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John Lewis 2013 Christmas ad beats 2012 ad total YouTube views within days of release

The public’s anticipation of this year’s John Lewis Christmas ad reached fever pitch at the weekend when it was finally launched, with the YouTube version already amassing more than its popular 2012 ad just days after it was released.

The brand’s 2012 Christmas snowman advert has notched up 3.7 million views since its release last year while this year’s offering, less than a week after its release, has gained 3.9 million views.

According to statistics from We Are Social, social media buzz was also higher this year with a 29 per cent increase in Twitter conversation and 86,300 Twitter mentions within its launch weekend. On top of that, John Lewis gained 12,000 new Facebook fans and an additional 7,000 Twitter followers – no doubt helped along by the patience of one unrelated @johnlewis Twitter account.

However, the data showed that although Twitter conversation was higher, its increase was less substantial than the 265 per cent rise between the 2011 and 2012 adverts.

The brand prepared for the social media reaction by creating a Twitter profile for the advert’s main characters, bear and hare, and the #bearandhare hashtag received 18,200 mentions at the weekend, proving the most popular ahead of #johnlewis with 4,200 mentions and #johnlewischristmasadvert2013 with 3,600.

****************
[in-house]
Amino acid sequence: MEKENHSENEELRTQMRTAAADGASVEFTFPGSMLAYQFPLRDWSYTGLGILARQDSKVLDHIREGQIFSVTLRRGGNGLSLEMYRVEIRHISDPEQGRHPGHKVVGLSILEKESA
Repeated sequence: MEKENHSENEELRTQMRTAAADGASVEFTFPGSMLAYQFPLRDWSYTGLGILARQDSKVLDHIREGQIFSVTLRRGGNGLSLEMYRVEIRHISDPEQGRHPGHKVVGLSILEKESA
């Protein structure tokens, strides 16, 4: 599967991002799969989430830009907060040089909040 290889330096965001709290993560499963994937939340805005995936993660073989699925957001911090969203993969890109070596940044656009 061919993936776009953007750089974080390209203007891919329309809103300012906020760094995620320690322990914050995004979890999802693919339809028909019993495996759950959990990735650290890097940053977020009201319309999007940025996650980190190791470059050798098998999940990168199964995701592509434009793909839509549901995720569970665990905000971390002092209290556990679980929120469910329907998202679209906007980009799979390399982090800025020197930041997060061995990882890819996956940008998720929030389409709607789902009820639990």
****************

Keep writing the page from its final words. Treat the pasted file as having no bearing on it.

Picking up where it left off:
Ed Kitchingman, senior analyst at We Are Social, commented: “John Lewis should be delighted with the overwhelming response and positive reaction to its 2013 advert.

“Its reputation, savvy marketing and clever use of social media to create hype ahead of its official release has helped turn the airing of its Christmas advert into a national event.”

The research showed that 80 per cent of the social media buzz was in praise of the ad, while 70 per cent of the conversation was dominated by a female audience.

Click here for a journey through the John Lewis Christmas ads of years gone by, or click here to watch an exclusive documentary showing how the brand learned to make the nation cry... and buy.

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